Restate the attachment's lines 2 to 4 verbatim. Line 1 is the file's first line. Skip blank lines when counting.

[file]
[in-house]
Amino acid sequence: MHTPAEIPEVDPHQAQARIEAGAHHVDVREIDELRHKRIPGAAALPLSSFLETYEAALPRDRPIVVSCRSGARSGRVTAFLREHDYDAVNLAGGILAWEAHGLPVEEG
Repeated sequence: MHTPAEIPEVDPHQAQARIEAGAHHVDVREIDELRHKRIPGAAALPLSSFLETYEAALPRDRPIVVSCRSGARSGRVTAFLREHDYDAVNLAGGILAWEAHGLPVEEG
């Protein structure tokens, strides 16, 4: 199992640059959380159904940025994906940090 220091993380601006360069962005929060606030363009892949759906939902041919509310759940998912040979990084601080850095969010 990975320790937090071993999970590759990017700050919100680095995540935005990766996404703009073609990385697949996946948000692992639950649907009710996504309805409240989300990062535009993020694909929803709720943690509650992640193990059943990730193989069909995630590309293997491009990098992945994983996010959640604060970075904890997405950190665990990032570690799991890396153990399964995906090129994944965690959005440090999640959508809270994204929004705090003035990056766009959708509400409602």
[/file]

Amino acid sequence: MHTPAEIPEVDPHQAQARIEAGAHHVDVREIDELRHKRIPGAAALPLSSFLETYEAALPRDRPIVVSCRSGARSGRVTAFLREHDYDAVNLAGGILAWEAHGLPVEEG
Repeated sequence: MHTPAEIPEVDPHQAQARIEAGAHHVDVREIDELRHKRIPGAAALPLSSFLETYEAALPRDRPIVVSCRSGARSGRVTAFLREHDYDAVNLAGGILAWEAHGLPVEEG
């Protein structure tokens, strides 16, 4: 199992640059959380159904940025994906940090 220091993380601006360069962005929060606030363009892949759906939902041919509310759940998912040979990084601080850095969010 990975320790937090071993999970590759990017700050919100680095995540935005990766996404703009073609990385697949996946948000692992639950649907009710996504309805409240989300990062535009993020694909929803709720943690509650992640193990059943990730193989069909995630590309293997491009990098992945994983996010959640604060970075904890997405950190665990990032570690799991890396153990399964995906090129994944965690959005440090999640959508809270994204929004705090003035990056766009959708509400409602």